About Zenshin Dojo
Aikido Zenshin Dojo is a small, not for profit, dojo located in south Edmonton focused on promoting and practicing the Japanese martial art of Aikido. We focus on the practice of Takemusu Aiki (or spontaneously manifesting aikido) versus the typical technique based practice.
Zenshin has multiple meanings in Japanese language. One of the primary translations of Zenshin is “to gradually progress, to gradually advance”. This translation is extremely fitting as our primary goal is the progression and advancement of Aikido practice beyond the typical technique focused practice. Another fitting translation of Zenshin is “with the whole body” as during our practice, we are really doing the movements with our whole body and giving our whole self to the practice. Zenshin can also be translated as “virtue, moral sense, conscience” and this translation is also a fitting concept of our practice. We are practicing Aikido in the efforts to not do damage or harm to our attacker, but to have a peaceful resolution to the conflict. This practice is therefore done with virtue, a moral sense and conscience toward all human beings.
We believe this is the way O’Sensei (Morihei Ueshiba) envisioned Aikido. We respect the vision of the founder and make every effort to practice Aikido accordingly.
“The Way of the Warrior has been misunderstood. It is not a means to kill and destroy others. Those who seek to compete and better one another are making a terrible mistake. To smash, injure, or destroy is the worst thing a human being can do. The real Way of a Warrior is to prevent such slaughter — it is the Art of Peace the power of Love.”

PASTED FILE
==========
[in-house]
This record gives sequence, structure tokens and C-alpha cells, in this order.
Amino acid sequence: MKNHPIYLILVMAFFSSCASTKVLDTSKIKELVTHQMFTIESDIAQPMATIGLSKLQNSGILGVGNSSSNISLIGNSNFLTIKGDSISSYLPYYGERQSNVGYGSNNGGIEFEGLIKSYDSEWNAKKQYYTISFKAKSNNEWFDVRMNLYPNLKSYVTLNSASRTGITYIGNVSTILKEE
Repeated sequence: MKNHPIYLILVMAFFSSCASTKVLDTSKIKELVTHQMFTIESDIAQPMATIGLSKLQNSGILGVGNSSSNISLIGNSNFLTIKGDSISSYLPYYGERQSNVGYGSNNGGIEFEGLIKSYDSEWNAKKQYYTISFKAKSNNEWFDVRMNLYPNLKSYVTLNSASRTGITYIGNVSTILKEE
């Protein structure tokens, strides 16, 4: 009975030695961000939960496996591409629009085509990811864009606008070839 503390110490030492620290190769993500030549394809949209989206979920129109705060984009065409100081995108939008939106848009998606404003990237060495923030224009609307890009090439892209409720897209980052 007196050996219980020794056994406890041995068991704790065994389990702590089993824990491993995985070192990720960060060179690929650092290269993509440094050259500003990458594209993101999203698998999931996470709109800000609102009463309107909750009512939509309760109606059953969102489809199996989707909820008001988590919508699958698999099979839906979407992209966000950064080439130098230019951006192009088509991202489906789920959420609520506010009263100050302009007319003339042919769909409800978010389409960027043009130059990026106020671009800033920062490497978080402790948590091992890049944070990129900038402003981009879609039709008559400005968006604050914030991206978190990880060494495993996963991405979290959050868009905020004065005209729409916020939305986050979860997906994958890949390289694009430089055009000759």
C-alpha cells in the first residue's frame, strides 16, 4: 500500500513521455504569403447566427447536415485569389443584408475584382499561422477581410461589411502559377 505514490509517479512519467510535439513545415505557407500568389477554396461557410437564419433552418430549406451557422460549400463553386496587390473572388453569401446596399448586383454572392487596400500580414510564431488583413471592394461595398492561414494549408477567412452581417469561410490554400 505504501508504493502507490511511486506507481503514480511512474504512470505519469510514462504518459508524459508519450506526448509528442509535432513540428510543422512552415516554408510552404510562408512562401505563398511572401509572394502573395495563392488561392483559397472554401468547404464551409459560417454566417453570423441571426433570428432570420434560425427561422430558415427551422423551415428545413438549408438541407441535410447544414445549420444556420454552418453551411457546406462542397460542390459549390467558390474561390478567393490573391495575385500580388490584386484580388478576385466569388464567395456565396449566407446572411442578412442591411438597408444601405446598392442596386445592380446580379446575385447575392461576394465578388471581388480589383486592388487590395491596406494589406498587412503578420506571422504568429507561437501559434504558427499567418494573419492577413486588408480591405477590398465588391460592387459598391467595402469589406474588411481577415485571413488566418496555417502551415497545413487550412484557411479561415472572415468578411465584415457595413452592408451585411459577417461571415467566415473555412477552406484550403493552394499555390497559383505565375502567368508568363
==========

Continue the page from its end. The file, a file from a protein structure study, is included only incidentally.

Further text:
Aikido is a contemporary Japanese budo or "Martial Way" developed by Morihei Ueshiba (1883-1969), as a synthesis of his martial studies, philosophy, and religious beliefs. The Founder's goal was to create an art that practitioners could use to defend themselves while also protecting their attacker from injury.
The Japanese word Aikido consists of three Kanji characters:
"Ai" - joining, harmonizing
"Ki" - spirit, life energy
"Do" - way, path, road
These characters are most often translated as: "the way of unifying (with) the fundamental life energy", or as "the way of harmonious spirit."
While it is most widely known as a martial art and system of self-defense, Aikido also incorporates elements of personal and spiritual discipline, where the intensity and focus of martial art training is used as a "Way" to increase mindfulness and self-awareness, as well as to unify the mind and body.
At the heart of Aikido training lies the concept, not of defeating an attacker, but rather of effectively meeting, redirecting and guiding an opponent’s force to neutralize an attack or aggressive situation. This is why Aikido is often called "the art of non-resistance" or "the non-fighting martial art."
Appropriate etiquette and conduct (reigi) are key aspects of self-discipline incorporated into Japanese martial art training - involving the cultivation of an attitude of respect (both for self and others), integrity, impeccability, gratitude, modesty, concern and compassion for others, as well as care and stewardship of the physical, social and natural environments in which we live.